BATS BEFORE PEOPLE
By ADRIAN MILLER
THE only viable option to solve the flying fox problem at Iluka is to move residents and keep the bats where they are, according to a local environment group.
President of Valley Watch Peter Wrightson said the flying foxes provided so much benefit to the environment they should be left alone.
"If people are genuinely having problems then those people need to be moved, it's as simple as that, move the people, not the bats," he said.
Iluka resident Jenny Bolton, who lives at the end of Spenser Street near the bats, said that suggestion was ridiculous.
"How do you sell your house when the rental property behind can't even rent because people come for one night and then leave," she said.
"To say that we should move, or everybody who lives in Iluka anywhere near the river has to move, is a joke."
Mr Wrightson said flying foxes provided a service which cannot be replicated.
"These bats are providing a service to our economy by propagating our rainforest trees and our hardwoods," he said.
"This is not a service we can provide for ourselves at anything like a reasonable cost."
Carole West, a member of the Australasian Bat Society, said once you had a situation like Iluka, it was almost impossible to solve.
"Once you've got people and flying foxes close together, you've really got an almost unsolvable problem," she said.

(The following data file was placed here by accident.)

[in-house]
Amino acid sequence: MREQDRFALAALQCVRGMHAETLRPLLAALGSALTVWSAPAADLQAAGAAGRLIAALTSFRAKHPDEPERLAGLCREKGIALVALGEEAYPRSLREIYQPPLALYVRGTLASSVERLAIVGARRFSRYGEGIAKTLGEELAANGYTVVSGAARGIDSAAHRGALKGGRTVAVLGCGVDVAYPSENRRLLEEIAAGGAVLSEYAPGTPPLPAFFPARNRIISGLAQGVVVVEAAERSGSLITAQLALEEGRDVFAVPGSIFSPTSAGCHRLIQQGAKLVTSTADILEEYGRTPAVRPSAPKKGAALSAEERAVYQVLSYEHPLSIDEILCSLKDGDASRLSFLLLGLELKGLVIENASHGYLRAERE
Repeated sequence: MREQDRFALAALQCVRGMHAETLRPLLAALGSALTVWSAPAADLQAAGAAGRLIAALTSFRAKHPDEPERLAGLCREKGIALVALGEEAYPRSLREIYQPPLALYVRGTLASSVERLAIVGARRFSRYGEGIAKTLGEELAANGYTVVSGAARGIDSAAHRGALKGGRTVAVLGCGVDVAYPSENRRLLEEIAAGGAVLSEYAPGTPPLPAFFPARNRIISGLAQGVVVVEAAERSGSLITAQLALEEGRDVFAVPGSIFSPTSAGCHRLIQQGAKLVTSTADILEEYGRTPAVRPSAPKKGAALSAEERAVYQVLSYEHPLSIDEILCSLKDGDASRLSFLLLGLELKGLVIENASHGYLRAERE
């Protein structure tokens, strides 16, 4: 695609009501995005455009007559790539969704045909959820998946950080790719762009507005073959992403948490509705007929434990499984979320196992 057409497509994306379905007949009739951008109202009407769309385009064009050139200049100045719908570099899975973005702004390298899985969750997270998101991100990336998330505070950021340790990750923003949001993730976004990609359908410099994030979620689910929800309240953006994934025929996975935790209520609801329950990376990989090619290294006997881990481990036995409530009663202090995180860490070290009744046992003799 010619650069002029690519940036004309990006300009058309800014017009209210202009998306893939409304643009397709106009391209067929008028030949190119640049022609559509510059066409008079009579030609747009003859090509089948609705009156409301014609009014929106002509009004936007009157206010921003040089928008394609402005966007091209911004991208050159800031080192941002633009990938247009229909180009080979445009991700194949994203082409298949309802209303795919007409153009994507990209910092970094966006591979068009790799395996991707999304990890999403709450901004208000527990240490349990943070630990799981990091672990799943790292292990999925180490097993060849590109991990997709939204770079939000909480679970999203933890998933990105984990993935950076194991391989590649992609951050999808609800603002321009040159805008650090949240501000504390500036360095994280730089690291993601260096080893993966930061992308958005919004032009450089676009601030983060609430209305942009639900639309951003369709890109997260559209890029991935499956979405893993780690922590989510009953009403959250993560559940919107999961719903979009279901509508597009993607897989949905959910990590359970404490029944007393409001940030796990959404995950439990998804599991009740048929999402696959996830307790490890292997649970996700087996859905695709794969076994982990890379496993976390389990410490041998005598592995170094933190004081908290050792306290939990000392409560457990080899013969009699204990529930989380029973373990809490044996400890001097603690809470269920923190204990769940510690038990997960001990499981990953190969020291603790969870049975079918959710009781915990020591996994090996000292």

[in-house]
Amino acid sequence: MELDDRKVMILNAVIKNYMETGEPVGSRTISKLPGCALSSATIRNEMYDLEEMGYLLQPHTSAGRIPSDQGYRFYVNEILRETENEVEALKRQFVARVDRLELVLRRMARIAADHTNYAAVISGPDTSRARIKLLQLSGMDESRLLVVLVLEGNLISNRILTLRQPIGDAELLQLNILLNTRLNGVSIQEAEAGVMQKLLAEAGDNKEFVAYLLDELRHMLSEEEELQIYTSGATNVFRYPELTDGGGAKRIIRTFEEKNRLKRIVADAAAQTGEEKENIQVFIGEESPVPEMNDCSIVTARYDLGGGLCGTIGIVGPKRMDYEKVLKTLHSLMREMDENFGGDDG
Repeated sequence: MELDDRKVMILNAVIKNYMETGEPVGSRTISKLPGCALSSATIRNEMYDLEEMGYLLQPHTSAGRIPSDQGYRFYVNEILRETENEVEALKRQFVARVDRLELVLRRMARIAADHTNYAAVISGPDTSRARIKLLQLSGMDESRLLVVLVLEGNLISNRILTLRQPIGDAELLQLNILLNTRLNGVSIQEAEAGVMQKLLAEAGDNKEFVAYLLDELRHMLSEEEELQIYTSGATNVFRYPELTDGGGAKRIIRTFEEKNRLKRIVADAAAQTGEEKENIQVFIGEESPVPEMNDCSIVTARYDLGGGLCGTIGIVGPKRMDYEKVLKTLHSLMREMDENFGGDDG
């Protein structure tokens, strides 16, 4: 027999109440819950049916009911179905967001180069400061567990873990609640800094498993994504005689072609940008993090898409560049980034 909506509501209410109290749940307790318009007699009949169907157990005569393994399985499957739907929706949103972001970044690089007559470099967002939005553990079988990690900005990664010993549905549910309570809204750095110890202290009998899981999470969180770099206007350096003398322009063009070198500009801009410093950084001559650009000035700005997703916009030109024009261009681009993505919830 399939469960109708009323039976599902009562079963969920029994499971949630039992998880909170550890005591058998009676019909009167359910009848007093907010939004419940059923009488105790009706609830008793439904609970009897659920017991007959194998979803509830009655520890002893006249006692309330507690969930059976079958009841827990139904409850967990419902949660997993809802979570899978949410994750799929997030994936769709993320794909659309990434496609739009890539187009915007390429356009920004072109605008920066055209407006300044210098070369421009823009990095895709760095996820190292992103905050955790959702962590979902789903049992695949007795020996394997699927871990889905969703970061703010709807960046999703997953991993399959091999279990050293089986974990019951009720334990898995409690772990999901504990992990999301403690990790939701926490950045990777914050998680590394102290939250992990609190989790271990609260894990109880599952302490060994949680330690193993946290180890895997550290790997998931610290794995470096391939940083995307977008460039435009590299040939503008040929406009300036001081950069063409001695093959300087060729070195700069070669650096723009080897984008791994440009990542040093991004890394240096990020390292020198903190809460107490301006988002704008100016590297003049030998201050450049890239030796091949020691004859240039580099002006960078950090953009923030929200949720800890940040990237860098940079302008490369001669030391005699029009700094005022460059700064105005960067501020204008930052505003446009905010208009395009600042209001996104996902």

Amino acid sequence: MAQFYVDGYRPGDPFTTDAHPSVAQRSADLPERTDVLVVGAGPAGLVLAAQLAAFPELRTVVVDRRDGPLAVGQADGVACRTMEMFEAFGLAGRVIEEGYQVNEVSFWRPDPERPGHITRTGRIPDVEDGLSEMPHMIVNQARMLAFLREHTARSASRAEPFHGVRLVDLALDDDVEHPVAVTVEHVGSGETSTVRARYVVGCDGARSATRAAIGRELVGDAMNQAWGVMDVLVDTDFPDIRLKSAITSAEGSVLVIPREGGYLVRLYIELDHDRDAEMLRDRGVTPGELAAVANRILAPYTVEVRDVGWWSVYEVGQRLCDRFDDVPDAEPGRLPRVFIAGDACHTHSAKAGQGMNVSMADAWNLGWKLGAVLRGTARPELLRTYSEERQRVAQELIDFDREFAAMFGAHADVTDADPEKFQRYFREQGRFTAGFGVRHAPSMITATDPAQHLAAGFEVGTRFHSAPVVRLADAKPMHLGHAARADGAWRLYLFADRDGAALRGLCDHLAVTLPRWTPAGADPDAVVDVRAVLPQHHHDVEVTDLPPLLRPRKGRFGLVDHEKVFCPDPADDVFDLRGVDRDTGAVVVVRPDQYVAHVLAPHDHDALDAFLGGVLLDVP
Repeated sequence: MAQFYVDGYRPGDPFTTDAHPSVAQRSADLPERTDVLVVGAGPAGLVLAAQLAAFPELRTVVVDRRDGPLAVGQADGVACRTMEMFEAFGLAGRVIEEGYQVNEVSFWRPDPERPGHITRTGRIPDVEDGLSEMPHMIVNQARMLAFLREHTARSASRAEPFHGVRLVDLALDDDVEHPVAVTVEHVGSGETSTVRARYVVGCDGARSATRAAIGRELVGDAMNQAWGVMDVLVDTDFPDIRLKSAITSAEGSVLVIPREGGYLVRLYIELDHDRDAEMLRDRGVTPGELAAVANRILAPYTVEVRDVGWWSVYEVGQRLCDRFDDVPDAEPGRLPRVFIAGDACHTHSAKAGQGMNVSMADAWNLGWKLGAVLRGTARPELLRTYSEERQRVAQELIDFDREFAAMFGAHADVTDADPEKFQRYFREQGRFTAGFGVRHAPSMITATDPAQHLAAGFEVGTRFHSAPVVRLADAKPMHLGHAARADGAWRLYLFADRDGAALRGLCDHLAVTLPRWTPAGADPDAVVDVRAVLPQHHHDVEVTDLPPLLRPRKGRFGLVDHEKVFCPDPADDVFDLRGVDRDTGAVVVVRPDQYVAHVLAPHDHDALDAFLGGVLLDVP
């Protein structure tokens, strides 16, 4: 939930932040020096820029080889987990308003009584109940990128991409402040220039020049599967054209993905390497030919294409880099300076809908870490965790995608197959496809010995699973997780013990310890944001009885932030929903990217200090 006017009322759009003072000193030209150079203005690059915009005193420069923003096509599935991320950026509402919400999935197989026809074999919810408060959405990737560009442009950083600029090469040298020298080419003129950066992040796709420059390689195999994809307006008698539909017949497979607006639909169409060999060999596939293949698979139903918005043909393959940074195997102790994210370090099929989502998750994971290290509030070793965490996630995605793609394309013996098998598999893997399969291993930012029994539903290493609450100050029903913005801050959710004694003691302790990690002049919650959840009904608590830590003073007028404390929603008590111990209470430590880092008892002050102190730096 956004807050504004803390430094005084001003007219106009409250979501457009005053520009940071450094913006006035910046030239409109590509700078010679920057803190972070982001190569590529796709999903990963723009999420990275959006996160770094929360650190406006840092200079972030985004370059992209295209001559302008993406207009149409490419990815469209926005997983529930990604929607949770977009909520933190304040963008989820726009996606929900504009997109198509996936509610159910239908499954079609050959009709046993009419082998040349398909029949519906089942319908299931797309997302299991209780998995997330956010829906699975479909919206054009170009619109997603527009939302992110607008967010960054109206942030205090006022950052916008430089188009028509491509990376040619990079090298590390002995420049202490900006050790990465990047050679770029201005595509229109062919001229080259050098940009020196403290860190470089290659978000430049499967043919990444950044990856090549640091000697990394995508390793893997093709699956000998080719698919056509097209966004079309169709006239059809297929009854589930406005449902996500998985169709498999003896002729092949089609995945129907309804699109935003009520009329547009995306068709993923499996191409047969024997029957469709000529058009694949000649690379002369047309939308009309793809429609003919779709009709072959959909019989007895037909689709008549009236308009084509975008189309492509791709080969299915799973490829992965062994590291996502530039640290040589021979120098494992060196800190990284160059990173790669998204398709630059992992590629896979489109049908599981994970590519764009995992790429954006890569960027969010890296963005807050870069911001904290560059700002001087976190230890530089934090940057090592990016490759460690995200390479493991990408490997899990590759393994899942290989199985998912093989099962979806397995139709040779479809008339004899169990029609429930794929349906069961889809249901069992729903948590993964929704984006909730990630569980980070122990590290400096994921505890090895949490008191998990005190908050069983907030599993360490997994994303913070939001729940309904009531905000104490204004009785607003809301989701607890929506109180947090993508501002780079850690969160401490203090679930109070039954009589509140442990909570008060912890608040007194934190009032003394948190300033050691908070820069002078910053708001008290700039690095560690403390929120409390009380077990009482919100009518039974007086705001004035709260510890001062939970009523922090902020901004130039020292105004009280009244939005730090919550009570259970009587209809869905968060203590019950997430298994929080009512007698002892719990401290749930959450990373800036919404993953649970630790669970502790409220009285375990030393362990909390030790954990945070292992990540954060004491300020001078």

Mrs West said the only real option was to keep flying foxes and people separate by not allowing development near known colony sites.
She said disturbance, which was done near Maclean High School to keep the flying foxes away, does not solve the problem.
Mrs West said as much of a nuisance as the bats were, getting rid of them was not an option.
"The National Parks and Wildlife Service recognises getting rid of them is almost impossible," she said.
"You wouldn't want to do it anyway because it would impact so badly on all the native eco-systems."
Mrs West said she sympathised with residents at Iluka, but with all the native fauna in the area, flying foxes would always be an issue.
"As long as you've got two national parks, as long as you've got state forests, as long as you've got swamps with paper barks, we're going to have flying foxes using this area," she said.